Health Care's Individual Mandate Is a Tax and Deserves to Be Part of the Tax Debate

One of the more inventive ways the GOP fights the battle for cutting taxes has been to introduce the Obamacare individual mandate as part of the tax cut discussion.Critics are bristling at the notion of including the individual mandate as part of a tax bill for two primary reasons.First, they argue that "health care" and tax policy should be separated. "Republicans had their chance to repeal Obamacare and failed."Second, they argue that eliminating the individual mandate would "take health care away" from X amount of Americans.To the first objection, the excuse does not hold water. The individual mandate is a tax. Period. The IRS collects the revenue and administers any penalties. The Affordable Care Act is the law today because Supreme Court Justice John Roberts said the individual mandate is a "tax" and not a "fee." Roberts' interpretation kept the Supreme Court from having to strike down the Affordable Care Act in its entirety.Whatever one thinks of Roberts' decision, the reality remains: The individual mandate is a tax on Americans (6.5 million of whom paid the fine in 2016).As to the second objection, critics are relying heavily on estimates released by the Congressional Budget Office to claim that people would have their health care taken away. The claim is highly misleading for several reasons.First, people who choose not to have a health care plan wouldn't "lose" health care. They'd decide not to purchase a plan. The choice would be up to them. A person cannot "lose" something they've chosen not to keep.Second, the CBO reiled too heavily on the mandate as a reason people choose to buy health insurance. Writing in The Wall Street Journal, Chris Pope of The Manhattan Institute writes of the mandate:As a newly released Manhattan Institute Issue Brief demonstrates, the mandate is superfluous to the ACA's core guarantee of affordable coverage for individuals with pre-existing conditions. In fact, it is subject to so many exemptions that recent studies have failed to discern any impact of the mandate on the proportion of Americans who are uninsured.  Continue reading...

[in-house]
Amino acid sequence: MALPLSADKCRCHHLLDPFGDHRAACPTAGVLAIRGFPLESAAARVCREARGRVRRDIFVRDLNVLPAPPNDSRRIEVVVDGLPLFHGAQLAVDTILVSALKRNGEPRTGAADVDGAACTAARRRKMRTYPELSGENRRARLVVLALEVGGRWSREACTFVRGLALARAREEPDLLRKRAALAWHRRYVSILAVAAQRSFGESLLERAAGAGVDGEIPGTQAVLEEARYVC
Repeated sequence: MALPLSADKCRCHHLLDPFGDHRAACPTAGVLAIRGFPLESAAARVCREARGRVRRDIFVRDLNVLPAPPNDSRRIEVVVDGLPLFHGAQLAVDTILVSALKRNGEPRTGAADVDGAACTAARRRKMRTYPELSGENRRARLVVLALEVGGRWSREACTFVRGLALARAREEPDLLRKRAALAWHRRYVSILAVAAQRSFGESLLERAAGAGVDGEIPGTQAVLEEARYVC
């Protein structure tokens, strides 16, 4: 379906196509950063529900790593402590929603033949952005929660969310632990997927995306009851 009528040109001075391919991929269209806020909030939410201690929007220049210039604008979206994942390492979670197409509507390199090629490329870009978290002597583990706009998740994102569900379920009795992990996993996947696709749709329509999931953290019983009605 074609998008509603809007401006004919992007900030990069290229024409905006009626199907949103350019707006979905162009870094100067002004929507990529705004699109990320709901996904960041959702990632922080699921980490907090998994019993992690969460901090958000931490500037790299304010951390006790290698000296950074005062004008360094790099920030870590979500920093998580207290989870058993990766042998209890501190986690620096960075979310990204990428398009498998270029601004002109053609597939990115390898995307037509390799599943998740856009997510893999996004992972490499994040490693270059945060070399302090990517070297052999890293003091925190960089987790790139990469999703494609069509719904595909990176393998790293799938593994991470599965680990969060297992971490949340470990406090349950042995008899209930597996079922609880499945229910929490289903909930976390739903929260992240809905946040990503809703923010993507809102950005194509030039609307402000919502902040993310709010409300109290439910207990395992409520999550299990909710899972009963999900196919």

Copyright The Dallas Morning News
Contact Us